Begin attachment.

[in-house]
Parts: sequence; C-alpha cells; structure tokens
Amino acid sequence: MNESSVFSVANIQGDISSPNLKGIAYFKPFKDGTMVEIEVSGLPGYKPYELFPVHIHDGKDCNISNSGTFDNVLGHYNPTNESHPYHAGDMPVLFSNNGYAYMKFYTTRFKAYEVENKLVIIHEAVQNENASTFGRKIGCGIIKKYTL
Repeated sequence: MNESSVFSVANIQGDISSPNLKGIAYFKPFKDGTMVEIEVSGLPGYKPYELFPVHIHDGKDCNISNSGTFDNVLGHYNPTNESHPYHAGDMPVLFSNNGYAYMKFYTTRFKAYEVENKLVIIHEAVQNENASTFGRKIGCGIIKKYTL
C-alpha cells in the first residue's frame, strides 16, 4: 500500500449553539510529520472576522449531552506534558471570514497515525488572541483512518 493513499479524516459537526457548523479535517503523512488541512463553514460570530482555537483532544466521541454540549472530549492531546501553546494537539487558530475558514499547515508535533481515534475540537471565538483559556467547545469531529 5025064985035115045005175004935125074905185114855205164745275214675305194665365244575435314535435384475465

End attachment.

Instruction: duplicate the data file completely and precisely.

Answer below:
[in-house]
Parts: sequence; C-alpha cells; structure tokens
Amino acid sequence: MNESSVFSVANIQGDISSPNLKGIAYFKPFKDGTMVEIEVSGLPGYKPYELFPVHIHDGKDCNISNSGTFDNVLGHYNPTNESHPYHAGDMPVLFSNNGYAYMKFYTTRFKAYEVENKLVIIHEAVQNENASTFGRKIGCGIIKKYTL
Repeated sequence: MNESSVFSVANIQGDISSPNLKGIAYFKPFKDGTMVEIEVSGLPGYKPYELFPVHIHDGKDCNISNSGTFDNVLGHYNPTNESHPYHAGDMPVLFSNNGYAYMKFYTTRFKAYEVENKLVIIHEAVQNENASTFGRKIGCGIIKKYTL
C-alpha cells in the first residue's frame, strides 16, 4: 500500500449553539510529520472576522449531552506534558471570514497515525488572541483512518 493513499479524516459537526457548523479535517503523512488541512463553514460570530482555537483532544466521541454540549472530549492531546501553546494537539487558530475558514499547515508535533481515534475540537471565538483559556467547545469531529 5025064985035115045005175004935125074905185114855205164745275214675305194665365244575435314535435384475465